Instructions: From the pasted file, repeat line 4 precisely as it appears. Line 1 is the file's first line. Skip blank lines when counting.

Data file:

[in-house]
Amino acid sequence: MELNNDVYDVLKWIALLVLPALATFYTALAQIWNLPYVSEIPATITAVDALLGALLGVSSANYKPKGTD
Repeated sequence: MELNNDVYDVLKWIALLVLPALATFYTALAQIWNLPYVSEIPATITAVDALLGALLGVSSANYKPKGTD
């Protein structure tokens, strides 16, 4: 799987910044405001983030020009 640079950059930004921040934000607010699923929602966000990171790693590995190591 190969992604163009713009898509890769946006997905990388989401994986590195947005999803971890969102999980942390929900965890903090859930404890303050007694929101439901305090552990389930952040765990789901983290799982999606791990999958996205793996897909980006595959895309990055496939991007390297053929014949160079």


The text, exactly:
């Protein structure tokens, strides 16, 4: 799987910044405001983030020009 640079950059930004921040934000607010699923929602966000990171790693590995190591 190969992604163009713009898509890769946006997905990388989401994986590195947005999803971890969102999980942390929900965890903090859930404890303050007694929101439901305090552990389930952040765990789901983290799982999606791990999958996205793996897909980006595959895309990055496939991007390297053929014949160079």